“Dadonn told the [U.S.] ambassador that he felt, at this point, no option except to abruptly end the meeting and walk out after only about five minutes.”
The cable continued: “Apparently realizing what he had done, Ambassador Dadonn said FM Mitchell passed a message through the ministry’s number two official, Permanent Secretary Dr. Patricia Rogers, to the Israeli Consul in the Bahamas, Ralph Seligman, that any offense that he might have conveyed was ‘unintended’ and ‘regretful’.
“Dadonn said [Rogers] scheduled a meeting for the following day — one that lasted 50 minutes — during which the permanent secretary said that the minister’s views had been ‘personal’ and ‘did not reflect (Bahamian) government policy’.”
According to the cable, Ambassador Rood made the remark of the “two Fred Mitchells” when he was asked by Dadonn for his analysis of Mitchell’s behavior.
“The [U.S.] ambassador agreed with Dadonn that the Bahamas had not been helpful to the U.S. in several [United Nations General Assembly] votes this past year, citing the Sudan and anti-Israel UNGA resolutions.
“The [U.S.] ambassador also noted that the Bahamas continued to not be as helpful on Haiti as they could be considering the massive U.S. assistance provided to the Bahamas in illegal drug and migrant interdiction.”
The cable said: “The Israeli ambassador was clearly taken aback by FM Mitchell’s comments equating Israel with racist South African policies.
“He stated that such rhetoric isn’t even heard in the Arab world anymore…Mitchell’s candid outburst to the visiting Israeli ambassador probably reflects the ‘real’ Fred Mitchell much more than his deliberately calculated, polished ‘foreign minister’ image.”
BEIJING AND HAVANA
It their scrutiny and observations of Bahamian foreign policy, the Americans viewed closely the Bahamas government’s decision to establish an embassy in Beijing and to upgrade diplomatic relations with Cuba by establishing a resident Bahamian diplomatic presence in Havana.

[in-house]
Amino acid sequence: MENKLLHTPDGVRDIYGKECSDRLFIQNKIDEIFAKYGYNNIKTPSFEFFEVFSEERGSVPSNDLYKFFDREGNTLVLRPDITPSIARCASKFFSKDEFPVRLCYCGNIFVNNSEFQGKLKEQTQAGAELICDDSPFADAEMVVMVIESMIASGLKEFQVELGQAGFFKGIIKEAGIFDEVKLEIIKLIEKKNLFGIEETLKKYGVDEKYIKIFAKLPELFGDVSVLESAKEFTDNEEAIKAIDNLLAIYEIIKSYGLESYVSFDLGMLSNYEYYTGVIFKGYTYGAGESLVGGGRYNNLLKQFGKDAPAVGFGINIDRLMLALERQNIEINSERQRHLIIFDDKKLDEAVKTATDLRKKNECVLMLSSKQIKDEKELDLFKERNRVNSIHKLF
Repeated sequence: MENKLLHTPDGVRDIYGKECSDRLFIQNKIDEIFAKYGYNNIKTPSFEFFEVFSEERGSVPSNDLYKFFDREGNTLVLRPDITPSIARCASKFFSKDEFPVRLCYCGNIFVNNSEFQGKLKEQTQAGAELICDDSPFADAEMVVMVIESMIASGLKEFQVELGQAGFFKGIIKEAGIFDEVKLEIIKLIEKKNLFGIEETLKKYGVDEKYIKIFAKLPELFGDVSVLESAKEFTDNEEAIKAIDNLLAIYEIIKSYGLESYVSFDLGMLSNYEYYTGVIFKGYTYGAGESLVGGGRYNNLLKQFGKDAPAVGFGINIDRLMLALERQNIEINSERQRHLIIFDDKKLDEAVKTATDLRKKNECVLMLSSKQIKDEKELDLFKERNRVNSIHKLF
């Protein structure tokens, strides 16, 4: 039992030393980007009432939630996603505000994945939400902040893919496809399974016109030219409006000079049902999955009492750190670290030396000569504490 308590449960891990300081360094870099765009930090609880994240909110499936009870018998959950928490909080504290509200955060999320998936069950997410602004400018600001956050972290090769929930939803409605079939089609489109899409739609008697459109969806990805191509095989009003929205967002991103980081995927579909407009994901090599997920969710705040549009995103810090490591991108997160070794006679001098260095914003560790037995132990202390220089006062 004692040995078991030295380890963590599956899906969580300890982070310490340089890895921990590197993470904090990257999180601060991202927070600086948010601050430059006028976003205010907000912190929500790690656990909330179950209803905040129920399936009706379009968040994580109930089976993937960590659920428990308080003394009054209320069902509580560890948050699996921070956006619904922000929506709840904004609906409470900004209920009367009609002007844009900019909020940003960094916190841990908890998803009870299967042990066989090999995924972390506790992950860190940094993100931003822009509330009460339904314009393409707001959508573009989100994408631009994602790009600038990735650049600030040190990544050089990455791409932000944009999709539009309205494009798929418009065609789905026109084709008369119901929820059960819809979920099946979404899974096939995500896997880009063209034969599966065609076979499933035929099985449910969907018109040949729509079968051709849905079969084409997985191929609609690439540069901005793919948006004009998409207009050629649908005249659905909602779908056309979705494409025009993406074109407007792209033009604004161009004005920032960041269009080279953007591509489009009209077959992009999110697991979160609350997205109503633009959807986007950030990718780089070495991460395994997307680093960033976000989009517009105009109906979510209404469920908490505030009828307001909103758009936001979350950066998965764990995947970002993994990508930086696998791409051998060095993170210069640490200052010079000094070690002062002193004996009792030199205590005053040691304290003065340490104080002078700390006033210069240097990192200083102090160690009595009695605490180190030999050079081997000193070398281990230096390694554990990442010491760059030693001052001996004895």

When Mitchell sat down with a U.S. embassy official in 2003, he was asked about a recent extensive trip he had taken to China.
The official observed that Mitchell remained “closemouthed and uncommunicative”.
As rumors swirled in diplomatic circles that Prime Minister Christie was planning to travel to China as well, the British High commissioner to The Bahamas called a U.S. embassy official to report “that he found it strange that the trip had still not been announced”.
In the cable — which concludes with the last name of then Charge d’Affaires Robert Witajewks — an embassy official said the openings to Beijing and Havana were coming at a time of considerable budget constraints in The Bahamas.
“The government that is delaying salary increases and promotions for civil servants, and cutting back on public projects, apparently has decided that upgrading relations with Cuba and China is worth the expense,” the cable said.
“Certain members of the Christie government support FM Mitchells initiative out of either ideological sympathy, or pure balance of power reasons. Mitchell is doing this for both reasons.”
The embassy official wrote that it is difficult to imagine any concrete benefits to The Bahamas from establishing a closer relationship to Cuba.
“Ideologically, FM Mitchell and others in the Bahamian cabinet will also get psychological gratification from proving that they can conduct an independent foreign policy at odds with (their) superpower neighbor.”
The Americans noted that Mitchell is extremely knowledgeable about the Untied States, at ease in the United States, a frequent visitor to the United States, and accepts the reality of the United States.
“But he probably doesn’t ‘love’ the United States,” the cable said.
“…Like many colleagues in the PLP, he is most comfortable with, and has the most contact with liberals.
“He seeks to differentiate the Bahamas from what he sees as a neo-conservative militaristic tilt in U.S. foreign policy.
“China, Cuba, CARICOM, even the British Commonwealth are all, in Mitchell’s eyes, vehicles that could serve to somehow increase Bahamian freedom of action otherwise constrained by the geographical reality of being located less than 50 miles from the United States.”
The diplomat wrote that Mitchell thinks of himself as a policy intellectual and strategist on par with players of larger countries in the global arena.
“In his role as foreign minister, Fred Mitchell has been criticized for his excessive travel by the Bahamian public,” an embassy official wrote.
Today, Mitchell is again seeking re-election in a constituency he won marginally in 2007. A week ago, he formally launched his campaign.
As opposition spokesman on foreign affairs, he has sought to keep a close relationship with the Americans.
Whether he would see a return as foreign minister should the PLP be re-elected, remains unclear, especially in light of the views U.S. diplomats have expressed about his “unhelpfulness” in certain foreign policy areas.